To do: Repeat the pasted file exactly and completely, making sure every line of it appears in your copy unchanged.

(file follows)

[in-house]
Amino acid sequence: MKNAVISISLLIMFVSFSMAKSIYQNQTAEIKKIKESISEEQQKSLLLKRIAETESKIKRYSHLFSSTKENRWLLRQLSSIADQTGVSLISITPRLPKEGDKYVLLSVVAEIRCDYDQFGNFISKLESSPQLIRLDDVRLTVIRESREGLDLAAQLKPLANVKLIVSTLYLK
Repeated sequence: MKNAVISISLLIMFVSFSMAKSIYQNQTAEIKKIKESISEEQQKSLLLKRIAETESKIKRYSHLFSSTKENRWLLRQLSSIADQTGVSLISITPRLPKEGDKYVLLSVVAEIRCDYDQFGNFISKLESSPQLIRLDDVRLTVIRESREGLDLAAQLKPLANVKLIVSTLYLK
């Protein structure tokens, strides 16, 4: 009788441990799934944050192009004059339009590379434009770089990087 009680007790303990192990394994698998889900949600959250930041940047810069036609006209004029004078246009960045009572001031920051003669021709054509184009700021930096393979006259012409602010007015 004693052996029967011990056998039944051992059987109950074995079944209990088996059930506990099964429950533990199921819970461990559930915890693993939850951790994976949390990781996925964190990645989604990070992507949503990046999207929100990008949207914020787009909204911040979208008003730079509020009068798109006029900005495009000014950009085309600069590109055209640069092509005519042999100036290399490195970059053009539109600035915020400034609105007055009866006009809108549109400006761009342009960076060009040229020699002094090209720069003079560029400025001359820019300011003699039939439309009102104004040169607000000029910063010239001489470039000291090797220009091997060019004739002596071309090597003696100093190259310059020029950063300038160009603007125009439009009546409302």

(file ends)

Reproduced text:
[in-house]
Amino acid sequence: MKNAVISISLLIMFVSFSMAKSIYQNQTAEIKKIKESISEEQQKSLLLKRIAETESKIKRYSHLFSSTKENRWLLRQLSSIADQTGVSLISITPRLPKEGDKYVLLSVVAEIRCDYDQFGNFISKLESSPQLIRLDDVRLTVIRESREGLDLAAQLKPLANVKLIVSTLYLK
Repeated sequence: MKNAVISISLLIMFVSFSMAKSIYQNQTAEIKKIKESISEEQQKSLLLKRIAETESKIKRYSHLFSSTKENRWLLRQLSSIADQTGVSLISITPRLPKEGDKYVLLSVVAEIRCDYDQFGNFISKLESSPQLIRLDDVRLTVIRESREGLDLAAQLKPLANVKLIVSTLYLK
């Protein structure tokens, strides 16, 4: 009788441990799934944050192009004059339009590379434009770089990087 009680007790303990192990394994698998889900949600959250930041940047810069036609006209004029004078246009960045009572001031920051003669021709054509184009700021930096393979006259012409602010007015 004693052996029967011990056998039944051992059987109950074995079944209990088996059930506990099964429950533990199921819970461990559930915890693993939850951790994976949390990781996925964190990645989604990070992507949503990046999207929100990008949207914020787009909204911040979208008003730079509020009068798109006029900005495009000014950009085309600069590109055209640069092509005519042999100036290399490195970059053009539109600035915020400034609105007055009866006009809108549109400006761009342009960076060009040229020699002094090209720069003079560029400025001359820019300011003699039939439309009102104004040169607000000029910063010239001489470039000291090797220009091997060019004739002596071309090597003696100093190259310059020029950063300038160009603007125009439009009546409302």